UK study visa applications down 27% in two years

 In News

The numbers of individuals intending to enter the UK using a study visa has dropped to record lows since the pandemic, new data for the beginning of 2024 shows.

Statistics from the government show that applications for main applicants hoping to study in the UK have fallen to 34,000 in the first three months of 2024. Two years ago in 2022, some 46,900 applied for main applicant visas.

After new government rules banning masters taught students from bringing dependents came into force on January 1, total dependent study visa applications have fallen from 23,800 in January, February and March 2022, to 6,700 in the first three months of this year.

The Home Office says that it is necessary to wait for the peak in student applications for the next academic year in August or September to see “the full effect of recent policy changes and any other impacts”. Others disagree.

 

Photo: Home Office

It comes after the sector has warned that recent policy changes the government has introduced is already dampening appetite to study in the UK among prospective international students.

For Diana Beech, CEO of London Higher, the drop in applications in the first three months of 2024 shows “the real effect that changes to the dependant visa, the recent increase to application fees and health surcharges, and the graduate visa review are having on the confidence international students have in the UK”.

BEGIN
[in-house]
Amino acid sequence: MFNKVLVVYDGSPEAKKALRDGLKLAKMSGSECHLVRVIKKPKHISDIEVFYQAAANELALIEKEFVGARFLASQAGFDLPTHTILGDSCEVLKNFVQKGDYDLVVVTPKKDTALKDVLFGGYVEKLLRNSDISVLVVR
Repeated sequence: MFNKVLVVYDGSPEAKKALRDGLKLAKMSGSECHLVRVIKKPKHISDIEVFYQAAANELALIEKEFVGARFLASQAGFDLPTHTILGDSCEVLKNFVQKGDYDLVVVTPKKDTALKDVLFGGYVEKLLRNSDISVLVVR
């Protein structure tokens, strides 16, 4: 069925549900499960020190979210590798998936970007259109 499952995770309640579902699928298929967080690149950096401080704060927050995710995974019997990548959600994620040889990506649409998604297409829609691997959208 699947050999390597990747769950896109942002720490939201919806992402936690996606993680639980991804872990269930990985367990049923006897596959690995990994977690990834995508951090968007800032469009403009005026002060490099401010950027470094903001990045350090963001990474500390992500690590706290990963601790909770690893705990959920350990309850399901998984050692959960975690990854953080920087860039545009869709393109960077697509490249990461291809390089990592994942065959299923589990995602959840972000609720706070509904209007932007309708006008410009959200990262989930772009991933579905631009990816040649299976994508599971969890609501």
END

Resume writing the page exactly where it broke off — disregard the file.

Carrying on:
“It is now clear that the US has overtaken us as the top preferred study destination”

“Unfortunately, we don’t know how many of the ‘brightest and best’ have been deterred from applying to the UK as a result, but it is now clear that the US has overtaken us as the top preferred study destination,” she added.

A new survey from IDP Connect this week showed that the US is top among a survey of more than 11,500 students from 117 countries – for the first time ahead of Australia, Canada and the UK.

Similar conclusions were found earlier this year in surveys from both aecc – which found New Zealand, Germany and the United States were rising in popularity – and a survey of Indian students carried out by Oxford International Education Services finding US was the top preferred destination.

London Higher, which is soon to launch its Study London campaign, says it sees no reason why any additional changes should be imposed on the graduate route.

“We know the government had concerns about the amount of dependants entering the country and this move has reduced them,” Beech said.

“We now see no reason why there should be any additional changes imposed to the graduate route, so we hope to see a positive recommendation from the MAC on this in a few weeks’ time.

“We also hope this will be considered fairly by government without pandering to popular politics.”

The post UK study visa applications down 27% in two years appeared first on The PIE News.

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